situations. The region is considered a confrontation arena between the superpowers, which 
tried to establish and then promote their military presence and influence there. 

The region's nations have tried to cooperate among themselves to lessen tension and to 
promote peace and security in the region. These attempts still need more effort to achieve 
the hoped for results. 

This paper analyzes the situation in the region focusing on its importance. 


□ dtic USERS Unclassified 

flUl I M ! 

DO Form 1473, JUN 86 

Previous editions are obsolete. 





The views expressed in this paper are those of the 
author and do not necessarily reflect the views of 
the Department of Defense or any of its agencies. 

This doc aent nay not be released for open publication 
until it has been cleared by the appropriate military 
service or government agency. 


Colonel Staff Hussain Al-Yadocmi 
Yemen Armed Forces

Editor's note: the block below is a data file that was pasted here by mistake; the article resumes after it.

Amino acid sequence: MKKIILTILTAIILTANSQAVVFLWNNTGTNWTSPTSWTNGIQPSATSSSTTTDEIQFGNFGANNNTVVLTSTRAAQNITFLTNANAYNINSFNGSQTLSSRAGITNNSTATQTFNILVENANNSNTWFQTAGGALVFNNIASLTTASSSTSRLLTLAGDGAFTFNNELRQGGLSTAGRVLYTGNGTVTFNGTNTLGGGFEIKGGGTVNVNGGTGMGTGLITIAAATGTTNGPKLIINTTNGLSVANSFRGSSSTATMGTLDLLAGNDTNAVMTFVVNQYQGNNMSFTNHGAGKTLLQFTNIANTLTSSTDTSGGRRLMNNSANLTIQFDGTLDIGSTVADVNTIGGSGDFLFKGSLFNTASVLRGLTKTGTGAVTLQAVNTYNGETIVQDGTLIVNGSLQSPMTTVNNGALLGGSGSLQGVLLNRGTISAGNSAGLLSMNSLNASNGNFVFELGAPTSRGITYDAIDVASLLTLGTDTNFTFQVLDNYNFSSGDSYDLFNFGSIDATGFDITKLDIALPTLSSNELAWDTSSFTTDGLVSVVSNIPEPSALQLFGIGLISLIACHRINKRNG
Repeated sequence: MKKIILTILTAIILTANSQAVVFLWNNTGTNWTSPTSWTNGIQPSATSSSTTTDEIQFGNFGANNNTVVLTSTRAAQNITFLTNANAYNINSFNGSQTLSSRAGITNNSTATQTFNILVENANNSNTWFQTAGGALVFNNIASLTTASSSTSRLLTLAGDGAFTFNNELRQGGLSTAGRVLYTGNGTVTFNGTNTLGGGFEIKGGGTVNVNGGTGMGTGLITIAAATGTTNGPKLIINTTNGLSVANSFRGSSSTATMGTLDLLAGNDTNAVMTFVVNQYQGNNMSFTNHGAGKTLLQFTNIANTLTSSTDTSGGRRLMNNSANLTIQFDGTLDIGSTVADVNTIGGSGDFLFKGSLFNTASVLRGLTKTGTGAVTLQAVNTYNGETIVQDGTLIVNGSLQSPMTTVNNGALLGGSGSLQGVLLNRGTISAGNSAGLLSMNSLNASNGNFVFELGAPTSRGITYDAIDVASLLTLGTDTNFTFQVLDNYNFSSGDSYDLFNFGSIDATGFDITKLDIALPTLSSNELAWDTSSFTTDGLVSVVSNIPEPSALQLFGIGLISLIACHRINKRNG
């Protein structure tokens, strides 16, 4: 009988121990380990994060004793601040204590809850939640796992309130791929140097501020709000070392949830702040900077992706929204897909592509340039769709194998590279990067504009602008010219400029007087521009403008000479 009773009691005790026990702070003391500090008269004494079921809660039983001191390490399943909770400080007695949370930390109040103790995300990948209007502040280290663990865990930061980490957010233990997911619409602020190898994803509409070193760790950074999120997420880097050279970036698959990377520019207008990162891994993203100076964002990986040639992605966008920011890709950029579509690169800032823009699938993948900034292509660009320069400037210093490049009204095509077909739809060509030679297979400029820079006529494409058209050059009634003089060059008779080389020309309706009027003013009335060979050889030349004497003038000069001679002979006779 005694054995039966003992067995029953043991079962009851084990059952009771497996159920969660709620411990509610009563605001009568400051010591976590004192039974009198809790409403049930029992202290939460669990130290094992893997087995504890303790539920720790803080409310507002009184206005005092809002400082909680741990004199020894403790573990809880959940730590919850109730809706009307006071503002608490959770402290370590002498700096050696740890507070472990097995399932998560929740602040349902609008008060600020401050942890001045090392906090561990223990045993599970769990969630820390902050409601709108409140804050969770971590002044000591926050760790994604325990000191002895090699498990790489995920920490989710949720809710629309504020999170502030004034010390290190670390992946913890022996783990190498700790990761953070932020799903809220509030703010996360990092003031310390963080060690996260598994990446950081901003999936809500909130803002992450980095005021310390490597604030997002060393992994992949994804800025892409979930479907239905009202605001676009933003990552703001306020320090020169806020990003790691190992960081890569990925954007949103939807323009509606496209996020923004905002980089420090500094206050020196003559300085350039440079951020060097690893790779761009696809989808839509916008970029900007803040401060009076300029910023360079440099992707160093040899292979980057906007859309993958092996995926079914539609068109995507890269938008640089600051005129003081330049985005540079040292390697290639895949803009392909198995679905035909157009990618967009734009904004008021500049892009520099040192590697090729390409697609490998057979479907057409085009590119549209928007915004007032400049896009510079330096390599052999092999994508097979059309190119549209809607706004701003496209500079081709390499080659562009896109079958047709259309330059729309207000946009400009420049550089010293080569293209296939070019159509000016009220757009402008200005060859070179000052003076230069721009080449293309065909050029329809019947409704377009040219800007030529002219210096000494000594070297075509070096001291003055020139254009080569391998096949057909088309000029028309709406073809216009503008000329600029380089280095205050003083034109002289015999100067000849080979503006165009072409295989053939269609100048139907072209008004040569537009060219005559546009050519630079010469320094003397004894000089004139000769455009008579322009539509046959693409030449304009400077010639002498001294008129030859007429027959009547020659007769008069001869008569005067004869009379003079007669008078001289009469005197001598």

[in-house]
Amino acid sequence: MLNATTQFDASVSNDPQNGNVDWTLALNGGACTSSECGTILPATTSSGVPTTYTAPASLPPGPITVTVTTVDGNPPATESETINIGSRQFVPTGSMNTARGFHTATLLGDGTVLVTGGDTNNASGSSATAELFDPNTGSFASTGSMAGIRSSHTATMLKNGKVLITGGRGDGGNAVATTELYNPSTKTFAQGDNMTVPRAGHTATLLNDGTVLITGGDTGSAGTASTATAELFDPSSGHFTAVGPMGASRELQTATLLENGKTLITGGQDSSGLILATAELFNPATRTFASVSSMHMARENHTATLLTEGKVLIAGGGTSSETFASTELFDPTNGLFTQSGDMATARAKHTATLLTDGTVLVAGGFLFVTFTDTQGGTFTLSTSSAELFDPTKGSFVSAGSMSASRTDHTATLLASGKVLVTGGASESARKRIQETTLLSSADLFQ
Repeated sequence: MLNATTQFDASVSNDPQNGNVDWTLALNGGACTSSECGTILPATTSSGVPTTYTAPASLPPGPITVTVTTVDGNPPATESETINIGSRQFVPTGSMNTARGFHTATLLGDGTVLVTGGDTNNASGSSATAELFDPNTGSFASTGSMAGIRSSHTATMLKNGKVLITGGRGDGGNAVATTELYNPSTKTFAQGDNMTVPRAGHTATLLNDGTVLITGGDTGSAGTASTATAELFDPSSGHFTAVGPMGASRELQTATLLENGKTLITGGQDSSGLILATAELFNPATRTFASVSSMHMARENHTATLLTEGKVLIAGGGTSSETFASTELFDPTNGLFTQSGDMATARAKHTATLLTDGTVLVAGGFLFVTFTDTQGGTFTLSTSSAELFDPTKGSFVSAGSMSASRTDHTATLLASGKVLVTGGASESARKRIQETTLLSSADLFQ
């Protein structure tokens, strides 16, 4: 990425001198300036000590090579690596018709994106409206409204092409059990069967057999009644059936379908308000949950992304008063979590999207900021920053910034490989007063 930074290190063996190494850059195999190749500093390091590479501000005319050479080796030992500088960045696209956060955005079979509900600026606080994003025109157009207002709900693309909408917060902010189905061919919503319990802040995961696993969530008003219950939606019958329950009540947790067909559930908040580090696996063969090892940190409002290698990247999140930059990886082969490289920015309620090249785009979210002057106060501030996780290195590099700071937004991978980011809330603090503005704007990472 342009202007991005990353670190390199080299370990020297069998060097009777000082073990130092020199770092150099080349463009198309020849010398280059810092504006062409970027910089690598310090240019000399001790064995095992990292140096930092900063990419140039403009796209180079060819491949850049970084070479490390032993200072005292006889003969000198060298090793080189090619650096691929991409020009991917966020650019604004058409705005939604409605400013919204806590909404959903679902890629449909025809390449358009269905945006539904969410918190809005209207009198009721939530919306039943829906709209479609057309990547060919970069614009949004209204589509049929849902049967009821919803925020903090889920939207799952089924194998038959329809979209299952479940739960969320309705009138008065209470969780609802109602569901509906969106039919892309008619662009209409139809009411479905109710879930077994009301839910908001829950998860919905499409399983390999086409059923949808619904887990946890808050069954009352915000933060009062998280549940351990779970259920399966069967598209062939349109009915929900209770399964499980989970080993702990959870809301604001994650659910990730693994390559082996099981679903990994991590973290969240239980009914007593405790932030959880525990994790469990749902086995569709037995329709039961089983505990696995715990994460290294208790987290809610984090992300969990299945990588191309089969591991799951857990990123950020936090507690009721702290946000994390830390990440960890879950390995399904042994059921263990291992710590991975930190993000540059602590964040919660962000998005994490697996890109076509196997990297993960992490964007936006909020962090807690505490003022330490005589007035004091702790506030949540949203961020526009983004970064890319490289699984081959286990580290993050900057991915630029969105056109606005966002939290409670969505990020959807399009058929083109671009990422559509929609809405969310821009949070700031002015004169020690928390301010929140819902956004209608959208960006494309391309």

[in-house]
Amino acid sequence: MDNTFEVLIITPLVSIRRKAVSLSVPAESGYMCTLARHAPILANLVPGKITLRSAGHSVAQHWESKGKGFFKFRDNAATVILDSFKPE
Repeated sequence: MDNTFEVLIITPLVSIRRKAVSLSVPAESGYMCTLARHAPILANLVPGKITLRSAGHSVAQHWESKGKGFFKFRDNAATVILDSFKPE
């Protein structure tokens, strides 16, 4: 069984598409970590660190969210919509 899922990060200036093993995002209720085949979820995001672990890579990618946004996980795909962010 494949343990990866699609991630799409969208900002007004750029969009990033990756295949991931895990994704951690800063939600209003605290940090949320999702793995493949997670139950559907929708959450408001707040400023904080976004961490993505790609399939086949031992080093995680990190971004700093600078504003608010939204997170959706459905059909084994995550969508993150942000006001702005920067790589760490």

Dr. William Stockton 
Project Adviser 

DISTRIBUTION STATEMENT A: Approved for public 
release} distribution la unlimited* 

U.S. Army war College 
Carlisle Barracks, Pennsylvania 17013 
9 April 1991 


AUTHOR: Hussain Al-Yadoomi, COL, Staff, Yemen Armed Forces 
TITLE: Hie Strategic Importance of the Bab al-Mandab Strait 

FORMAT: Individual Study Project 

DATE: 9 April 1991 PAGES: 30 CLASSIFICATION: Unclassified 

Hie Bab al-Mandab Strait's inportance as the southern gate of the Red Sea 
in which maritime history began has a significant importance upon today's 
world order. It is important geographically, politically, economically and